What do you think of when you hear Skil? Do you think professional, homeowner, do you think Skilsaw or are you wondering who they are? Don’t worry because in my opinion it’s been a lost brand. A brand that has history but has not found its way. So today we are going to talk about Skil power tools and hopefully put some clarity of who they are, where did they come from and where they are going.
Skil Power Tools – A Look-Back
Skilsaw started back in 1924 with the first portable circular saw. In 1952, Skilsaw changed the company name to Skil Corporation and that is when the name was born. In 1979, Emerson acquired Skil and in 1991 they partnered up with Bosch to work together. In 1996 Bosch took over Skil. In 2014 Skil rebranded itself with Skilsaw being for the professionals and Skil being for the homeowner. In 2016 Chervon bought the company and here we are today.
So the following is my opinion of what happened to Skil over the years. Skil used to be a large brand and knew exactly who their consumer was. Over the years, it was lost. The brand wasn’t backed and no one really understood who Skilsaw or Skil was and who needs these tools. I think part of the issue was Bosch. While I love Bosch and think they make some of the best professional tools in the world, they are also a big company that does so much more than tools. So I feel that while they make a great tool, it’s only a small part of the business. So I don’t think they received the backing, the direction or the vision. So yes, it became a very confusing brand of power tools.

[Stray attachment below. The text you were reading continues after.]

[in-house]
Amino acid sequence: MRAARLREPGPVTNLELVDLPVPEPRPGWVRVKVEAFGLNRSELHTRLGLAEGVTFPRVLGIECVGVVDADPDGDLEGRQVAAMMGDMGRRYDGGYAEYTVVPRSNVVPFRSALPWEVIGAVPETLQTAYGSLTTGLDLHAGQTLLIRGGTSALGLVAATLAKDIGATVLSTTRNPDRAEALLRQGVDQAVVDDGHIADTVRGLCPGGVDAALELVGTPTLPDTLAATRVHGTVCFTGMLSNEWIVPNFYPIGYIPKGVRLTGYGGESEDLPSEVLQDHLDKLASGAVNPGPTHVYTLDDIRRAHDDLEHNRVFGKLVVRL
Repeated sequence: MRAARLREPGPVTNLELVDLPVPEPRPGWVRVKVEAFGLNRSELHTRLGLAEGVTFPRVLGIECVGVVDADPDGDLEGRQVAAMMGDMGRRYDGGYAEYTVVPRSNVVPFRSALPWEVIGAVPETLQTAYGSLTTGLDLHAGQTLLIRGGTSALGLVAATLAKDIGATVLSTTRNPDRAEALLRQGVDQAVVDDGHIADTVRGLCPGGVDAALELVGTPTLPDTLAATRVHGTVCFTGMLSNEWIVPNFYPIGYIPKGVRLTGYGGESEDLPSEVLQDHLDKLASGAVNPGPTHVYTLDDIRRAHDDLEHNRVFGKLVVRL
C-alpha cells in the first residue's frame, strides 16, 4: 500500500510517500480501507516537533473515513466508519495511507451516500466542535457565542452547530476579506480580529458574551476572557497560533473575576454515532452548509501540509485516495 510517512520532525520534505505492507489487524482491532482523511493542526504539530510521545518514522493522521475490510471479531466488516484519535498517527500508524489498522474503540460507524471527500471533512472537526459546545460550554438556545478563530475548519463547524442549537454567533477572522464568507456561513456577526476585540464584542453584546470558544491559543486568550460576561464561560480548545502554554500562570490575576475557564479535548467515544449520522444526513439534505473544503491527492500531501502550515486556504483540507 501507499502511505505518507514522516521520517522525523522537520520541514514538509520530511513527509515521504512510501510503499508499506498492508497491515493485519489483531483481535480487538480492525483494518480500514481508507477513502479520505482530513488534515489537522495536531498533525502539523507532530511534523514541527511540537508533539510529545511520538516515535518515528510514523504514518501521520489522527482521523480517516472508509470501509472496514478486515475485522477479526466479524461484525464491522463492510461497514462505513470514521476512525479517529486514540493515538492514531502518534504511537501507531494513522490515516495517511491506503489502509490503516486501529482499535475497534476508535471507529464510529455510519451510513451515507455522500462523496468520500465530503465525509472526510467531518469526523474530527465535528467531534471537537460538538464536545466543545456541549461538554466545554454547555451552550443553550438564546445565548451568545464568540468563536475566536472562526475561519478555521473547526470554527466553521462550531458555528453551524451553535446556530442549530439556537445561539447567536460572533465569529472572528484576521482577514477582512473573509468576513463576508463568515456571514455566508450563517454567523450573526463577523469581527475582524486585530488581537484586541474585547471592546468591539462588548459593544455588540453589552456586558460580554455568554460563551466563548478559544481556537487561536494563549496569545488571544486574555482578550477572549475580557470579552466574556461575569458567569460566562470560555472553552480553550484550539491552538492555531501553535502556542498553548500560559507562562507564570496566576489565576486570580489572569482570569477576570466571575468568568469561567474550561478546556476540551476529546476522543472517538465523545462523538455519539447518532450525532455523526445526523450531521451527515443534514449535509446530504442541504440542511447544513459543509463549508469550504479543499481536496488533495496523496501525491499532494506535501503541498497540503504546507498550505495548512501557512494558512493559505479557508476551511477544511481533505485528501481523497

In 2016 Chervon bought the company. If you’re not familiar with Chervon, they are a large power tool company. They started off making tools for other brand names. Then in 2014, they came out with the brand EGO, which is considered the best cordless OPE tools.
So my take is this. If anyone can make Skilsaw and Skil work, it’s Chervon. They have the people, the knowledge and the drive to make it work and turn this into something special.
Skilsaw is still a name that is geared towards the professional. They are professional tools for the tradesman. Skil is not necessarily going after just the DIY market like they used to be. Skil is now for the “Prosumer”, the homeowner and the smaller contractor. They are going to build tools that offer professional features, built tough for job sites, and built to be powerful but for a cost much less than what you would pay for a professional tool.
Skil Power Tools – Overview
Currently, Skil has a large line up of power tools and these are just some of the more used power tools, so we wanted to start with these tools. I am currently building an addition on the back of my house so I have been working with these tools and will continue to use them to fully see how they hold up so always check out our Instagram page for updates.